First of all, yes*, of course I date-raped him, you think I’m some kind of fag? Get out of my way before I shove this Beast Ice down your throat. Secondly, yeah, reverse-broism is totes unfair. Counterpoint: so is institutionalized sexism, so… *shrug*. Lastly, I am a reverse-bro as a result of plate tectonics. Wait, no, that’s continents. I don’t know, it just happened subconsciously while I was growing up I guess. When I was a kid I would do things like get the boy’s toy in my happy meal at McDonald’s because I didn’t want to fit into a lame stereotype (also the girl’s toy always sucked).
Here is a list of slang words/climbing terms that I might use in this blog. To the dismay of some, I did not include anything about alpinism or ice climbing because I will never do those things. I included aid climbing even though I’ll probably never do that because I wanted to clear up the difference between free-climbing and free-soloing. In any case, let me know if you think there is a definition I should include that you do not see below, or if there is something you are curious about, or if you hate me and climbing and everything and I wrote it all wrong and am ruining your life.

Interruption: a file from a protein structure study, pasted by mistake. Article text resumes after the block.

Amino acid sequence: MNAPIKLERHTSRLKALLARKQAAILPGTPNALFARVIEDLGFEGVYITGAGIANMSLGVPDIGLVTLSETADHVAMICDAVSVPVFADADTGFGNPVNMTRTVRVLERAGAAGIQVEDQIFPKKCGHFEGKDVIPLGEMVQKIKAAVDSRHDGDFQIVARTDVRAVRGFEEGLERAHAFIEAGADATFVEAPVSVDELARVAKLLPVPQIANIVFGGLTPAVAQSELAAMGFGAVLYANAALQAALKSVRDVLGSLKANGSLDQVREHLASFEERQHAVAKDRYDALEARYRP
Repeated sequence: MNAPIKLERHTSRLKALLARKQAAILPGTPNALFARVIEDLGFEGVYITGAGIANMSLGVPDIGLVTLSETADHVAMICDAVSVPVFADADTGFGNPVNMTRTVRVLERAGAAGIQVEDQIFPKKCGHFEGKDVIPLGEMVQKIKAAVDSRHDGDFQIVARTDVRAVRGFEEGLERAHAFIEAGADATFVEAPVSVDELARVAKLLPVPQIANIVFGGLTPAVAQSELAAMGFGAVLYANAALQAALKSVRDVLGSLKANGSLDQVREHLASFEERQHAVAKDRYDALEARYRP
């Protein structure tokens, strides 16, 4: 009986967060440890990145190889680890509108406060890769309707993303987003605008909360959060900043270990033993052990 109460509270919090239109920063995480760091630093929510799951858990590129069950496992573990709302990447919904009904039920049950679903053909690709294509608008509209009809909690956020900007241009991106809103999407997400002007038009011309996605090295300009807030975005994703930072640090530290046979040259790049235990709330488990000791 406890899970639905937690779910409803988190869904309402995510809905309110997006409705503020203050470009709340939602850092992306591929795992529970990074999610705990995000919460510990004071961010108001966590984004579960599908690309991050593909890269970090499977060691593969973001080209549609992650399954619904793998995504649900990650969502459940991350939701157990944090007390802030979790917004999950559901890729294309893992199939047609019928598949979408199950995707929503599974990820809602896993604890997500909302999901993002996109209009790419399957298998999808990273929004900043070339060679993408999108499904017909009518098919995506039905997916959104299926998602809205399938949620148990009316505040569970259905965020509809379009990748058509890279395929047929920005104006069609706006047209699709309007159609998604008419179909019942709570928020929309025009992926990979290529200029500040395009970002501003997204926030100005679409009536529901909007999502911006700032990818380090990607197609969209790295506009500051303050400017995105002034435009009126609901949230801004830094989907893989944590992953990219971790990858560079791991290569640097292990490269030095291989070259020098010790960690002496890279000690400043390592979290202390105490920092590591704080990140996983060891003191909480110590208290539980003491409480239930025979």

There are legends, dark, yet compelling, that tell of a breed of curious, sinewy land-leviathans who once roamed these salty plains. With tails made of wire, eyes of broken glass, and hearts protected by tin sheaths, they were mysterious party animals. In fact, there was a cave they used to frequent and ceremoniously trash with bad graffiti, excrement, and beer bottles.
It was inside of this very cave where I found the boulder problem that became my summer project. Rumor has it this problem does have a name (Caveman v7), but my faith in humanity is preventing me from accepting that people are still naming cave problems Caveman, so I have dubbed it Lair of the Leviathan in humble tribute to the creatures whose sanctuary it was for so long.
As the river water soaks into my dirtbike boots and capillary actions itself all up into my wool socks, I feel the cold, familiar sting of The Wipeout. Unlike other rides, this is the first get off of the day so my hubris hasn’t been too marred in the wreck. Eli is waiting on the other side, and while trying to follow him across (well, into, upstream against the current, answer three riddles, fail, punch the troll, slight right up the steep loose bank of) the river, I slipped on a turkey-sized river rock. My bike looks pitiful lying in the water, and I’m embarrassed, so I quickly pick it up. Eli has rushed down and is helping me push the bike the rest of the way through the water. The bank encounter will be difficult, I realize, and shoo him away so I can just ride it out. A skeptical look is shot my way, I flop around on my bike looking like a rabid goblin, yank the throttle and make it out of the river alive. We are both impressed at this outcome.